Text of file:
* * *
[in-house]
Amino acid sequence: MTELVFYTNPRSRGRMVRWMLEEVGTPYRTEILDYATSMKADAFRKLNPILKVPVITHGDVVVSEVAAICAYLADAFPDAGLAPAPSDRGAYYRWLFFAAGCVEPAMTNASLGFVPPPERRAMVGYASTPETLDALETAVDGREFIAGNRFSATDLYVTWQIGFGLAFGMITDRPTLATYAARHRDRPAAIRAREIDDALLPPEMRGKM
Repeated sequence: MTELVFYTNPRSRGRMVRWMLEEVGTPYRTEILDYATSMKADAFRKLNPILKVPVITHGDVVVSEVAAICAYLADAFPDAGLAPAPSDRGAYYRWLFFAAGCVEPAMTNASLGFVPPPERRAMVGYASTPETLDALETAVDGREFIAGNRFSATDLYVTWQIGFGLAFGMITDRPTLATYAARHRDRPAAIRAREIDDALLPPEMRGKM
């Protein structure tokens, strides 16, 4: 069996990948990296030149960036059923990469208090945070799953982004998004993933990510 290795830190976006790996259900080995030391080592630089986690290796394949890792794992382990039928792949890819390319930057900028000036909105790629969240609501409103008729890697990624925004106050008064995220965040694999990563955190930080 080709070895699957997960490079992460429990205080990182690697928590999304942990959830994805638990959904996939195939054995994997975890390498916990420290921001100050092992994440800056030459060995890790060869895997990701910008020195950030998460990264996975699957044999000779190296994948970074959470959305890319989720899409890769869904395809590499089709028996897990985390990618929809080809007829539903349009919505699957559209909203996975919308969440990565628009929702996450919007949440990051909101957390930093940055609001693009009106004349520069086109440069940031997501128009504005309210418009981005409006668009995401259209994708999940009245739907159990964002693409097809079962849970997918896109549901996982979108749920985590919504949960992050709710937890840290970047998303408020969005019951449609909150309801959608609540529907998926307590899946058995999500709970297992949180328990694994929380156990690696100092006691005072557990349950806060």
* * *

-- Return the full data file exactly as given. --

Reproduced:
[in-house]
Amino acid sequence: MTELVFYTNPRSRGRMVRWMLEEVGTPYRTEILDYATSMKADAFRKLNPILKVPVITHGDVVVSEVAAICAYLADAFPDAGLAPAPSDRGAYYRWLFFAAGCVEPAMTNASLGFVPPPERRAMVGYASTPETLDALETAVDGREFIAGNRFSATDLYVTWQIGFGLAFGMITDRPTLATYAARHRDRPAAIRAREIDDALLPPEMRGKM
Repeated sequence: MTELVFYTNPRSRGRMVRWMLEEVGTPYRTEILDYATSMKADAFRKLNPILKVPVITHGDVVVSEVAAICAYLADAFPDAGLAPAPSDRGAYYRWLFFAAGCVEPAMTNASLGFVPPPERRAMVGYASTPETLDALETAVDGREFIAGNRFSATDLYVTWQIGFGLAFGMITDRPTLATYAARHRDRPAAIRAREIDDALLPPEMRGKM
């Protein structure tokens, strides 16, 4: 069996990948990296030149960036059923990469208090945070799953982004998004993933990510 290795830190976006790996259900080995030391080592630089986690290796394949890792794992382990039928792949890819390319930057900028000036909105790629969240609501409103008729890697990624925004106050008064995220965040694999990563955190930080 080709070895699957997960490079992460429990205080990182690697928590999304942990959830994805638990959904996939195939054995994997975890390498916990420290921001100050092992994440800056030459060995890790060869895997990701910008020195950030998460990264996975699957044999000779190296994948970074959470959305890319989720899409890769869904395809590499089709028996897990985390990618929809080809007829539903349009919505699957559209909203996975919308969440990565628009929702996450919007949440990051909101957390930093940055609001693009009106004349520069086109440069940031997501128009504005309210418009981005409006668009995401259209994708999940009245739907159990964002693409097809079962849970997918896109549901996982979108749920985590919504949960992050709710937890840290970047998303408020969005019951449609909150309801959608609540529907998926307590899946058995999500709970297992949180328990694994929380156990690696100092006691005072557990349950806060």